Lakeview coach Trapp adjusting to new role

Tribune Chronicle / John Vargo Lakeview’s Jake McDivitt returns a shot Saturday during the Division II sectional at Boardman.

BOARDMAN — Ryan Trapp’s view was much different during previous seasons of tennis.

The former Howland High School and Youngstown State University standout has been a go-to instructor for some of the area’s top high school players looking to improve their respective games.

Trapp is a professional tennis instructor, but this year his vision has gone from mono to many.

He is a first-year coach for the Lakeview Bulldogs boys tennis team. This year, he has three players heading to the Division II district tournament Friday in Akron at Springside Racquet and Fitness Club.

“When you’re working one-on-one you get caught up in that person,” Trapp said. “You have to look out for the whole team and I pay attention to each player and how each player is much different. I get in a groove where it’s like I’m working for one guy, but you have to play to different personalities on the whole team.

Tribune Chronicle / John Vargo John Silbaugh is part of a Lakeview doubles team which will play this week in the Division II district at Akron.

“You have to scan what you’re seeing in front of you, what the team personality was versus an individual personalty is the biggest difference.”

It starts with the team’s No. 1 singles player, junior Jake McDivitt. He beat Ursuline’s Sean O’Connor in Saturday’s third-place match at the D-II Boardman Sectional tournament.

McDivitt made it to state last year as a sophomore. Trapp doesn’t want him to be satisfied with last year’s progress. He wants him to set a new goal for himself.

“You lost in first round of state last year,” Trapp said. “Make a new goal of trying to make it further into state, maybe second round? Every day you have to push yourself to get a little bit better than the tennis player you were yesterday.

“It’s hard to see big picture at their age where they get caught up in here and now. You’ve got to see the future. You have to keep progressing. Get a little better each day.”

Tribune Chronicle / John Vargo Ryan Carnahan is part of a Lakeview doubles team which will play this week in the Division II district at Akron.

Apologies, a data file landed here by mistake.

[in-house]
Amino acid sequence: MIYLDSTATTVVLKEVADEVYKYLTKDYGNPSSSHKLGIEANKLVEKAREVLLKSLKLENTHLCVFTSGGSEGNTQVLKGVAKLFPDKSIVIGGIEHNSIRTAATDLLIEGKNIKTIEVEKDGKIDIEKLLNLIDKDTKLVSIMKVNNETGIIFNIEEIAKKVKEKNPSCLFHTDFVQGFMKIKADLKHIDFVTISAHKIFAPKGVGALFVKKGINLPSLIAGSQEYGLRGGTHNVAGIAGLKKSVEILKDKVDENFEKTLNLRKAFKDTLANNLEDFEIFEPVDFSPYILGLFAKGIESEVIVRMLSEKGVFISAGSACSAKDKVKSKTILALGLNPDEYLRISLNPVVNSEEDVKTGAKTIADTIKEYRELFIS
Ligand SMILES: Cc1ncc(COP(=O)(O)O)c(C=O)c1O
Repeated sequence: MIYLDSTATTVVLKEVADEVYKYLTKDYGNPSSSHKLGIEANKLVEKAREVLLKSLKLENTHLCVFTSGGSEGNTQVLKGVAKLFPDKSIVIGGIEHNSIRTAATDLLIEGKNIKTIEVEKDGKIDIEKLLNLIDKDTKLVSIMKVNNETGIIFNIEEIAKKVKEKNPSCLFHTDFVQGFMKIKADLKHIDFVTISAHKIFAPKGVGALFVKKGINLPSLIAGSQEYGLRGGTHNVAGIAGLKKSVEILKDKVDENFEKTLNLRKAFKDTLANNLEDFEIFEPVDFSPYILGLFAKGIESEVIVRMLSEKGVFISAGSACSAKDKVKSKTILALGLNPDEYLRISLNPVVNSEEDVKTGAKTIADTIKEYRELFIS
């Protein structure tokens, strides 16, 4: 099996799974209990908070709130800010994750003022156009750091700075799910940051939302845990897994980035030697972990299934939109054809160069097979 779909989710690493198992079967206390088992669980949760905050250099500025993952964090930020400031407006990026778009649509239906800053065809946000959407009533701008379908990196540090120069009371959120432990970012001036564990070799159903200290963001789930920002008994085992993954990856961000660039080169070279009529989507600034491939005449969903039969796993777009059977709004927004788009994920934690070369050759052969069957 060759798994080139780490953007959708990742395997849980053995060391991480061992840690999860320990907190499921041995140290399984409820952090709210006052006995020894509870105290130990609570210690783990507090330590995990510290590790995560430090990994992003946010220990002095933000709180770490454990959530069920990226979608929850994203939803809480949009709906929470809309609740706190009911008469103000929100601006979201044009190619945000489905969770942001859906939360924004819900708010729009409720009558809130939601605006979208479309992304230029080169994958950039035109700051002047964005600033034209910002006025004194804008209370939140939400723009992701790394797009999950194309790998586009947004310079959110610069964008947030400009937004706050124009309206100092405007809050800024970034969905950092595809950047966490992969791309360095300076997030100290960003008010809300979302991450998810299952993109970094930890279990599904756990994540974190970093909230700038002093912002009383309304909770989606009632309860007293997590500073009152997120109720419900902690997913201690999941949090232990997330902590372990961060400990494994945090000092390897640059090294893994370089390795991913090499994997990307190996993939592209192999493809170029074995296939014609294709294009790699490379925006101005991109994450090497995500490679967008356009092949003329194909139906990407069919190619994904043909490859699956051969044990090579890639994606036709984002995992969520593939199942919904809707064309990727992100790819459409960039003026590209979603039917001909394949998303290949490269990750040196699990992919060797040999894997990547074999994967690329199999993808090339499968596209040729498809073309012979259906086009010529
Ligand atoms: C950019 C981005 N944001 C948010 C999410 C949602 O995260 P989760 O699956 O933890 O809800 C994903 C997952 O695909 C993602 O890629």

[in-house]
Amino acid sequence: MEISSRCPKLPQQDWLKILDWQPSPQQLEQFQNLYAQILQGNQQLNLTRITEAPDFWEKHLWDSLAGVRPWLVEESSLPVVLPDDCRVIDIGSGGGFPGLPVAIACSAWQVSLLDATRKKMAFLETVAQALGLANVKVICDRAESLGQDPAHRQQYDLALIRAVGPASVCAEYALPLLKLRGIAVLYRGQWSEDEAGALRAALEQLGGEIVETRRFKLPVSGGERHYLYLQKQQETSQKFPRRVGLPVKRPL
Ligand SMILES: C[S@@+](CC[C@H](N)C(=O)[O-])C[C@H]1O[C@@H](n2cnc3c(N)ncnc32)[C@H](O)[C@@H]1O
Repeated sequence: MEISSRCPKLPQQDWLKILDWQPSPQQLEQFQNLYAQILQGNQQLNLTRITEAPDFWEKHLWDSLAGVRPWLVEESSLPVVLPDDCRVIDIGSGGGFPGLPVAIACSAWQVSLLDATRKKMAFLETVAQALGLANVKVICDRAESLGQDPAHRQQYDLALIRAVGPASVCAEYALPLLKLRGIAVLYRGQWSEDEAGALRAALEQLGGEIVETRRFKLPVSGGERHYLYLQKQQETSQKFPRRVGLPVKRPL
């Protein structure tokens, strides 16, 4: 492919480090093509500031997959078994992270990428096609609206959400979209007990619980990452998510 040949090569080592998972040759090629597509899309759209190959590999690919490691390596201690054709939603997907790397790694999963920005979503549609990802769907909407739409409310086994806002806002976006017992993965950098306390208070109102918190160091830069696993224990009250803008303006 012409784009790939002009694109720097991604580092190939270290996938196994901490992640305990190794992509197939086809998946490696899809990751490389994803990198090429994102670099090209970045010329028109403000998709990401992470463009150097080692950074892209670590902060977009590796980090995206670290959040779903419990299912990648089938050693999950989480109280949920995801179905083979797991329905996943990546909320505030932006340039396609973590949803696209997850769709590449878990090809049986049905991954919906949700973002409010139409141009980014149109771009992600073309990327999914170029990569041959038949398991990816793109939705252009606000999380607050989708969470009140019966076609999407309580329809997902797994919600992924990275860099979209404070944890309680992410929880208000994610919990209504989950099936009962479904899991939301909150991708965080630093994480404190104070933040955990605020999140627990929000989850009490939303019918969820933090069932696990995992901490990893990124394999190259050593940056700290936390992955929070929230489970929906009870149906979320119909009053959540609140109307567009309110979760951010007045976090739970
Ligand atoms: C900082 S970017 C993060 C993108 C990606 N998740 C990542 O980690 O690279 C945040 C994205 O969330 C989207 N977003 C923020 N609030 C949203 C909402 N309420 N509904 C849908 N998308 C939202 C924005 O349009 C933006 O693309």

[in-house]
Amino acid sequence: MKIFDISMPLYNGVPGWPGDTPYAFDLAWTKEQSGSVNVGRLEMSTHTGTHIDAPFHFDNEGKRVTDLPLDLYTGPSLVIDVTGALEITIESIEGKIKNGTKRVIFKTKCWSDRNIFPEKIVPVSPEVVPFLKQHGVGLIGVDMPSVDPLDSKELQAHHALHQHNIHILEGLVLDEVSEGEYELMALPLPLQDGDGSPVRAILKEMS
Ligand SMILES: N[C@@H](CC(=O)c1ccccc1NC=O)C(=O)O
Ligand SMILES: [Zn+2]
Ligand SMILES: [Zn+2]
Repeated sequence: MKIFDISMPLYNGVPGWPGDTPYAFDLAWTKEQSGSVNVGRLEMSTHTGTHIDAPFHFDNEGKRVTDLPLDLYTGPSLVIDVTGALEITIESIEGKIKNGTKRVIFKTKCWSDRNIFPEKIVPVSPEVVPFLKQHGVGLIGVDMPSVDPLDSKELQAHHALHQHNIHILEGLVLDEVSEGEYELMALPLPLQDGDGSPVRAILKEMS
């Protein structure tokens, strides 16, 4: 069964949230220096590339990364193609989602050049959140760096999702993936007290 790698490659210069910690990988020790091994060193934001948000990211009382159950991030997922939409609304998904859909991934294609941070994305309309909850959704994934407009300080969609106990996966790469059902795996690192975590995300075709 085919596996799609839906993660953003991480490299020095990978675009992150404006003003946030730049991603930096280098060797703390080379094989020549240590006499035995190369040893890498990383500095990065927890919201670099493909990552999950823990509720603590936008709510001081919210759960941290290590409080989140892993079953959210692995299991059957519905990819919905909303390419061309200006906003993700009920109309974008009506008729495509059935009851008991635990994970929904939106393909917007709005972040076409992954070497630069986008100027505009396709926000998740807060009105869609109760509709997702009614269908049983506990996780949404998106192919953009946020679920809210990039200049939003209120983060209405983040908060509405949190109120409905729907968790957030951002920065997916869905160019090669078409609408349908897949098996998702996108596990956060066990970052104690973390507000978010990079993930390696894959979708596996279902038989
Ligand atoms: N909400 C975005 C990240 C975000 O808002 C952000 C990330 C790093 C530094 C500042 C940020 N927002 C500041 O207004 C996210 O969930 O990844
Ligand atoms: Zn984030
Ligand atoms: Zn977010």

The best part of McDivitt’s game is his serve.

“I’ve been hitting that pretty well,” said McDivitt, who is a third seed at districts. “That’s what I like so far.”

The doubles team of Ryan Carnahan and John Silbaugh returns to district play for the second straight season. Trapp hopes the second and third singles players during Lakeview’s regular season have an edge to them in the postseason.

“When you transition from singles to doubles it’s almost a different game,” Trapp said. “The matter of singles, a lot of times, is getting the ball back down the middle and force your opponent to miss. In doubles, you have to take it to them. So they have to stay aggressive.

“Ryan is a very consistent player. In doubles you have to pump him up, get aggressive, try to cut the net, try to take the net and be aggressive, trying to put things away instead of keeping the ball in.”

Carnahan is looking forward to his team playing in Akron.

“Once we got to district last year it’s a pretty fun atmosphere. Everyone there is really hyped up and excited,” he said.

Silbaugh said he and Carnahan, who go in to district as a fourth-seeded team, will be a tough out because they are tall and both can go to the net. Silbaugh is a left-handed player, while Carnahan is a righty.

“We have that difference and it can make the other teams look confused on the court,” Silbaugh said.

On the sidelines, waiting to talk to them during breaks, is Trapp. He’s been there for this Lakeview team.

“He really brings the best out in all of us,” Silbaugh said. “Even when we’re all down, he’ll give us positive attitude and make us try to be better.”

Trapp is trying to improve on what Stephanie Hickey did years ago for this Lakeview tennis program, giving it a chance at state.

“Stephanie started a lot of it,” Trapp said. “This is the culmination of it where you see these players. Right now we’re low on freshmen. You’re hoping that you get some of the younger kids from eighth grade and freshmen seeing that tennis is a very successful program. You build from that and you hope other classmates in middle school see how successful they are.

“Hopefully it will push them into tennis as opposed to other sports.”

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